BOOK

Three

“Oh, Grandmother, what terribly big teeth you have!”

Twenty-Four

“Hide.” Cinder said the word slowly. Tenderly. A breathy plea ending in the soft, careful d. “Hide. Rampion, hide. Hide, Rampion. Disappear … Fade away … You do not exist.… You cannot be seen.…”

She was sitting cross-legged on her bunk, in the dark, envisioning the ship that surrounded her. The steel walls, the churning engine, the screws and soldered seals that held everything together, the computer mainframe, the thick glass of the cockpit windows, the closed exit ramp in the cargo bay, the podship dock beneath her feet.

Then she imagined it invisible.

Swimming past radars, and the radars remaining silent.

Dissolving into blackness under the watchful eye of satellite stations.

Gracefully dancing between all the other ships that cluttered the solar system. Drawing no attention. Not existing.

Her vertebrae tingled, beginning at the top of her neck and running down to her tailbone. A warmth radiated outward, filling every muscle and every joint, seeping through her fingers and back into her knees. Recirculating.

She released the air from her lungs, let her muscles release with her breath, and started the chant again. “Hide, Rampion. Rampion, hide. Hide.”

“Is it working?”

Her eyes popped open. In the darkness, all she could see were pinpoints of stars beyond her window. They were on the side of Earth opposite from the sun, leaving the ship cloaked in shadow and the vastness of space.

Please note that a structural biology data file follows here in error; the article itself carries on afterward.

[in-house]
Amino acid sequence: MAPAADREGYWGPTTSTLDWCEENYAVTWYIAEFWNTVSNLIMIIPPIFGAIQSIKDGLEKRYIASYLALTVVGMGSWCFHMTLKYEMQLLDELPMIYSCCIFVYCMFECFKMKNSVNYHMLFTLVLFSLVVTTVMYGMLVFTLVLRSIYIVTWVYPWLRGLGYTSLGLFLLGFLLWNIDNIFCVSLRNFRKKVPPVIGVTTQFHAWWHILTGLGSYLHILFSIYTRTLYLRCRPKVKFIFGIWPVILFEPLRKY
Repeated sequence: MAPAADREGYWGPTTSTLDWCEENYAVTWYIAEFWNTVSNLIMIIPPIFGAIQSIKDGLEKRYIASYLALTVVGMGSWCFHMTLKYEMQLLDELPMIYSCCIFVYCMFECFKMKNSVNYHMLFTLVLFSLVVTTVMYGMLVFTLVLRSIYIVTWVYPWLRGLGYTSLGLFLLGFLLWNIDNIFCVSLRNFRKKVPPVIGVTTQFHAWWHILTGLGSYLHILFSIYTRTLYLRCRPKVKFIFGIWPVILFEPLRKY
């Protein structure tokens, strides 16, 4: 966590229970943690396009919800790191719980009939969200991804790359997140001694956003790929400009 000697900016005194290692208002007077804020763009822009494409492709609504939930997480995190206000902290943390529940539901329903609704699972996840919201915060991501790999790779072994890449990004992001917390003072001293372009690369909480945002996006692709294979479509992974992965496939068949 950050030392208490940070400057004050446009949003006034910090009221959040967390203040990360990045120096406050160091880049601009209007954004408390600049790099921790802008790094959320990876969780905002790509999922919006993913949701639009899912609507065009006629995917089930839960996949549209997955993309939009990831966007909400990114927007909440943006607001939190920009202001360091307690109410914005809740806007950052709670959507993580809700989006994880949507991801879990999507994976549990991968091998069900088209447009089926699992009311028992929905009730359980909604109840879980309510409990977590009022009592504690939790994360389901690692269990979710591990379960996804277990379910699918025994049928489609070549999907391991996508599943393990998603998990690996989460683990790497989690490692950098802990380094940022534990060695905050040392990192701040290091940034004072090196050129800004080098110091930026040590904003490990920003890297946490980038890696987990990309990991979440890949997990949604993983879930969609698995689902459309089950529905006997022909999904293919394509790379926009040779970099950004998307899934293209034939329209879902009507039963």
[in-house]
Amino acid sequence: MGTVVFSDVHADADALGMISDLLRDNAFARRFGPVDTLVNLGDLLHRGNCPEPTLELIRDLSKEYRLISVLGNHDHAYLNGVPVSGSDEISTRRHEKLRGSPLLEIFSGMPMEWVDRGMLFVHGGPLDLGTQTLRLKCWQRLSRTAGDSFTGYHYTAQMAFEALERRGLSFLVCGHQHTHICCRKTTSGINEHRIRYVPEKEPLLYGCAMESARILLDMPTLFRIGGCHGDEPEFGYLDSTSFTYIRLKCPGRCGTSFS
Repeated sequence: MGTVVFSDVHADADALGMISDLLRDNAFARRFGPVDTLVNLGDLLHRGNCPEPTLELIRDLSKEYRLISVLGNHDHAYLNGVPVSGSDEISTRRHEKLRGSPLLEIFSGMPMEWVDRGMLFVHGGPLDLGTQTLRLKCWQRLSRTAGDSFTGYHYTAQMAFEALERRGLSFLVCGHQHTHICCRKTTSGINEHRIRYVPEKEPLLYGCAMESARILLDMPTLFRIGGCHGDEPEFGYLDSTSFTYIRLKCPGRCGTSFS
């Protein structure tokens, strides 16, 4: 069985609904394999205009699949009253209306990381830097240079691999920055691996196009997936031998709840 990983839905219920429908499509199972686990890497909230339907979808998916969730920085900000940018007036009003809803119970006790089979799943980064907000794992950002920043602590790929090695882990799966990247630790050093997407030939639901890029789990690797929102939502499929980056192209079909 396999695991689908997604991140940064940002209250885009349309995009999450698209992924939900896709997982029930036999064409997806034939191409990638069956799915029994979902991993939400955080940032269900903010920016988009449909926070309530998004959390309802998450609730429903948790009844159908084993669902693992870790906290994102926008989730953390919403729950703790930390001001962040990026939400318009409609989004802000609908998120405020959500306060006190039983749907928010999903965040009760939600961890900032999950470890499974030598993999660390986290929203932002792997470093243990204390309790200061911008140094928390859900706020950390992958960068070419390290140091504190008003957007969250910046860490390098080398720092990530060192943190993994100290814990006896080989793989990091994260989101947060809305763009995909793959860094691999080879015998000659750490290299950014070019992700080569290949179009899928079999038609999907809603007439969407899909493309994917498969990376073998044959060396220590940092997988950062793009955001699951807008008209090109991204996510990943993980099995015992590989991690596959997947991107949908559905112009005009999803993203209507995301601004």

Cloaked. Hiding. Invisible.

“Good question,” she said, turning her attention up toward the ceiling as had already become habit, even though she knew it was ridiculous. Iko was not some spot on the ceiling, was not even the speakers that projected her chipper voice. She was every computer wire, every chip, every system. She was everything but the steel and bolts holding the ship together.

It was a little disconcerting.

“I have no idea what I’m doing,” Cinder said. She glanced out the window. There were no ships visible through the small portal, only stars and stars and stars. In the distance, a vague purple haze, perhaps some gas left off the tail of a comet. “Do you feel any different?”

Something rumbled beneath her feet, soft as a kitten’s purr. It reminded her of the way Iko’s fan used to spin extra fast when she was processing information.

“No,” Iko said after a minute, and the thrumming died down. “Still gargantuan.”

Cinder untucked her legs, allowing blood back into her foot. “That’s what worries me. I feel like it shouldn’t be this easy. The entire Commonwealth military is after us. For all we know, they could have elicited the help of other Union militaries by this point too, not to mention Lunars and bounty hunters. How many ships have you picked up on our radars?”